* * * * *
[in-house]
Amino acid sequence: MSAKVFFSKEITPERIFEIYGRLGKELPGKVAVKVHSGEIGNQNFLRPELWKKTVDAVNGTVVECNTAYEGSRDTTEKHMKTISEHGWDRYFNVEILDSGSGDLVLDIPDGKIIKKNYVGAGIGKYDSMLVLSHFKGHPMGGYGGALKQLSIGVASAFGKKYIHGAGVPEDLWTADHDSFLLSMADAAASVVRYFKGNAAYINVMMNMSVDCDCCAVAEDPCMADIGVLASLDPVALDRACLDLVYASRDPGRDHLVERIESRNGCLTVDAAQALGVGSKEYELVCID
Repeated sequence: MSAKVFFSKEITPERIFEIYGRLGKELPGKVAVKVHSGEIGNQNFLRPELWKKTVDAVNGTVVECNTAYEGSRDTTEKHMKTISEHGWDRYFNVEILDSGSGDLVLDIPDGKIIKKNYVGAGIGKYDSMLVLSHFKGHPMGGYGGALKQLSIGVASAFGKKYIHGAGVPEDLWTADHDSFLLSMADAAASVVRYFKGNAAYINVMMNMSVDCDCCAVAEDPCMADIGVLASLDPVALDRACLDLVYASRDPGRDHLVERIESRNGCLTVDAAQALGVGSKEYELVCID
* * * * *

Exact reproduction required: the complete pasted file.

[in-house]
Amino acid sequence: MSAKVFFSKEITPERIFEIYGRLGKELPGKVAVKVHSGEIGNQNFLRPELWKKTVDAVNGTVVECNTAYEGSRDTTEKHMKTISEHGWDRYFNVEILDSGSGDLVLDIPDGKIIKKNYVGAGIGKYDSMLVLSHFKGHPMGGYGGALKQLSIGVASAFGKKYIHGAGVPEDLWTADHDSFLLSMADAAASVVRYFKGNAAYINVMMNMSVDCDCCAVAEDPCMADIGVLASLDPVALDRACLDLVYASRDPGRDHLVERIESRNGCLTVDAAQALGVGSKEYELVCID
Repeated sequence: MSAKVFFSKEITPERIFEIYGRLGKELPGKVAVKVHSGEIGNQNFLRPELWKKTVDAVNGTVVECNTAYEGSRDTTEKHMKTISEHGWDRYFNVEILDSGSGDLVLDIPDGKIIKKNYVGAGIGKYDSMLVLSHFKGHPMGGYGGALKQLSIGVASAFGKKYIHGAGVPEDLWTADHDSFLLSMADAAASVVRYFKGNAAYINVMMNMSVDCDCCAVAEDPCMADIGVLASLDPVALDRACLDLVYASRDPGRDHLVERIESRNGCLTVDAAQALGVGSKEYELVCID